IP Laws Amendment Act 2015

 

The Intellectual Property Laws Amendment Act 2015 ("Amendment Act") amends the Patents Act 1990Trade Marks Act 1995Designs Act 2003, and the Plant Breeder's Rights Act 1994 ("the Acts") in order to:

  • implement the Protocol amending the World Trade Organization Agreement on Trade-Related Aspects of Intellectual Property (TRIPS Protocol), enabling Australian medicine producers to manufacture and export patented pharmaceuticals to countries experiencing health crises, under a compulsory licence from the Federal Court. The medicine producers would then be able to supply drugs that would otherwise not be available, to help people in developing countries who face life-threatening illnesses such as malaria, HIV/AIDS or tuberculosis
  • extend the jurisdiction of the Federal Circuit Court, to include plant breeder's rights matters. This will help Australian farmers, nursery owners and others who work with new plant varieties, by giving the plant breeders who supply these industries a simpler and more cost-effective means of enforcing their rights
  • allow for a single trans-Tasman patent attorney regime and single patent application and examination processes for Australia and New Zealand, as part of the broader Single Economic Market (SEM) agenda
  • make minor administrative changes to the Patents, Trade Marks and Designs Acts to repeal unnecessary document retention provisions that are already adequately governed by the Archives Act 1983
  • make minor technical amendments to the Patents Act to correct oversights in the drafting of the Intellectual Property Laws Amendment (Raising the Bar) Act 2012 which was passed by Parliament in March 2012.

For detailed information on the Amendment Act, please see the Explanatory Memorandum  to the Intellectual Property Laws Amendment Bill 2014. Read further material relating to the enactment of that Bill.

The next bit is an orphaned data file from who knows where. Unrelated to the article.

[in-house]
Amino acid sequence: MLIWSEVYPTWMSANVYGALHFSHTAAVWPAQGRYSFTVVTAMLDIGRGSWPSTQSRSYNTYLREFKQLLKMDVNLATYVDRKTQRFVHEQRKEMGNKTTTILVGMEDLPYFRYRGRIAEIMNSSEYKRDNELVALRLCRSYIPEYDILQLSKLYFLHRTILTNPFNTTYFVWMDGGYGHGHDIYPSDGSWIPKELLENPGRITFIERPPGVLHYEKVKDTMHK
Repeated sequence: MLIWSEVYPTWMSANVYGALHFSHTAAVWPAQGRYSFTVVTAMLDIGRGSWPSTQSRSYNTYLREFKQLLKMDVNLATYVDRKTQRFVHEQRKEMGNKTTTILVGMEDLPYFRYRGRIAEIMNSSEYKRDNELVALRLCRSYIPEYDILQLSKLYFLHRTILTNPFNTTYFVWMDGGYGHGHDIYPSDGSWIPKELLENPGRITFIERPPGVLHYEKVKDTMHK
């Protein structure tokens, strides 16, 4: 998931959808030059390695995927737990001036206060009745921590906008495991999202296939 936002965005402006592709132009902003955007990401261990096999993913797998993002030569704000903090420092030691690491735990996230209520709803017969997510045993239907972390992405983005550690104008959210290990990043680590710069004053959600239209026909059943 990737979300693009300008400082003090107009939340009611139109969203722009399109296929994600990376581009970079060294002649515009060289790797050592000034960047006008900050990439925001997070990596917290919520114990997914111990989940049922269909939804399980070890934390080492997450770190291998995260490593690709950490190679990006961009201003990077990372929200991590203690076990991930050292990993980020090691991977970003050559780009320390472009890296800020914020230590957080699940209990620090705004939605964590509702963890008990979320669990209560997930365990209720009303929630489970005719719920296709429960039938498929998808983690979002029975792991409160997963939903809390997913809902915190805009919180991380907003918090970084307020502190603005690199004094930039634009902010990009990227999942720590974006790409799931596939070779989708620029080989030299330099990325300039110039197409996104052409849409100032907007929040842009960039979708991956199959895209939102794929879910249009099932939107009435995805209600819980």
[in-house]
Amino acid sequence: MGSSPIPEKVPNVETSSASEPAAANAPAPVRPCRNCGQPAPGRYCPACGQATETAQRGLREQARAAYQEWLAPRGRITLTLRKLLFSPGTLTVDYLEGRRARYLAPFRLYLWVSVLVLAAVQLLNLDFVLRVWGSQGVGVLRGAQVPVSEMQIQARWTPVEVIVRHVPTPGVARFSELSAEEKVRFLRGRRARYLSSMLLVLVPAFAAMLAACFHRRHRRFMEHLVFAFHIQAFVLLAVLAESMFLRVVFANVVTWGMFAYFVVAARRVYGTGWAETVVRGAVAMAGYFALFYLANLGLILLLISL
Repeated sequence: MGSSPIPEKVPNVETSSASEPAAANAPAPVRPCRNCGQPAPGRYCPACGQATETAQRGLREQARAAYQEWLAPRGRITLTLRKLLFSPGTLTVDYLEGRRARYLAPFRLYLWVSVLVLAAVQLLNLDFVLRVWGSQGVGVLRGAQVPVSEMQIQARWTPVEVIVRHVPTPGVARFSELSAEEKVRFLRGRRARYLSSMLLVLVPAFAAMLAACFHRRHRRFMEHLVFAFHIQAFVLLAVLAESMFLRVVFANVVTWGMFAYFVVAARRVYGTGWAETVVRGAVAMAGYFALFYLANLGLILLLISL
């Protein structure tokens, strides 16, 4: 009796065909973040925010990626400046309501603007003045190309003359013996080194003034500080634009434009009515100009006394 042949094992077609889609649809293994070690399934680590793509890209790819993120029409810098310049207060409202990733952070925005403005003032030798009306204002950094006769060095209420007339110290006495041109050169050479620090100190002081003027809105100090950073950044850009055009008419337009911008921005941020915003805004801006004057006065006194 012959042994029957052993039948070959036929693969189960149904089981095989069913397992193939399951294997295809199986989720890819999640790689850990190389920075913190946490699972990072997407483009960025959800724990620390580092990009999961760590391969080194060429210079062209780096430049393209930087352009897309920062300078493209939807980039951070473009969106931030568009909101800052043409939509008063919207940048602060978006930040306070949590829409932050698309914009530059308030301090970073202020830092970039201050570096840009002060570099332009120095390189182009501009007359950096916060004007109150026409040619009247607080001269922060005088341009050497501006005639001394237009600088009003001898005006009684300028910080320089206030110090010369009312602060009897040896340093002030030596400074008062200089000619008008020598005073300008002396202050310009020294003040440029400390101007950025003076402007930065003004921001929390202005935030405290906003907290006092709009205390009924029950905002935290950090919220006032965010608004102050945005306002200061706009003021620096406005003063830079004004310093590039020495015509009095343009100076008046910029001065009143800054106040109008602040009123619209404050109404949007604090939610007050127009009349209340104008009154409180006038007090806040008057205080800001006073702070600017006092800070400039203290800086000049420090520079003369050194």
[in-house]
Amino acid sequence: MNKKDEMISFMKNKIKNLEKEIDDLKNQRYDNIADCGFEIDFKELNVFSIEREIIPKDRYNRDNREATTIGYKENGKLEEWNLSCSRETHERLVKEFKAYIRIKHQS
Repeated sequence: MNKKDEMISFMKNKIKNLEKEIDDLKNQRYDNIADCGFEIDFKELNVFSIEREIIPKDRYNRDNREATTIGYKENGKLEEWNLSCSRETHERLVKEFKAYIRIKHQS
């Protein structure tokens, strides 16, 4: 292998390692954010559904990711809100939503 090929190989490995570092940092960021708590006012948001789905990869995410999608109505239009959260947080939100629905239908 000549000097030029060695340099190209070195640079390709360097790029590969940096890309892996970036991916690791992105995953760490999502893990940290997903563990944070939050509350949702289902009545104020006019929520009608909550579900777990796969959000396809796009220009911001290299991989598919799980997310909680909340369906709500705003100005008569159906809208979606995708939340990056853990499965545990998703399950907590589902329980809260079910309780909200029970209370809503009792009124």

Read more information on compulsory licensing for the manufacture and export of patented pharmaceutical inventions.

Commencement

The Amendment Act received the Royal Assent on 25 February 2015. The following table provides a summary of the commencement details of the Schedules to the Amendment Act.

Schedule

Commencement details

Schedule 1

Schedule 1 enables Australian medicine producers to manufacture and export patented pharmaceuticals to countries experiencing health crises under a compulsory license ordered by the Federal Court.

 

These changes implement the Protocol amending the Agreement on Trade-Related Aspects of Intellectual Property (TRIPS Protocol) interim waiver.

25 August 2015

Schedule 2

Schedule 2 makes minor amendments to the Patents Act to ensure that it correctly refers to the TRIPS Protocol, rather than the interim waiver, if the TRIPS Protocol should come into effect.

When the TRIPS Protocol comes into force

Schedule 3

Schedule 3 extends the jurisdiction of the Federal Circuit Court to include plant breeder's rights matters.

25 August 2015

Schedule 4

Schedule 4 allows for a single trans-Tasman patent attorney regime and single patent application and examination processes for Australia and New Zealand, as part of the broader Single Economic Market agenda.

On a day fixed by proclamation - before 25 February 2017.

Schedule 5

Schedule 5 repeals unnecessary document retention provisions that are already adequately governed by the Archives Act 1983.

 

Schedule 5 also corrects drafting oversights in the Intellectual Property Laws Amendment (Raising the Bar) Act 2012.

 

Schedule 5, items 1 to 7 (repeal of the unnecessary retention provisions) and item 22 (application of amendments) commenced on 26 February 2015.

 

Schedule 5, items 8 and 18 commenced retrospectively from 15 April 2013, in line with the Intellectual Property Laws Amendment (Raising the Bar) Act 2012.

 

Schedule 5, items 9 to 17 and 19 to 21 commenced on 25 August 2015.

 

 

Last updated: 
2 August 2016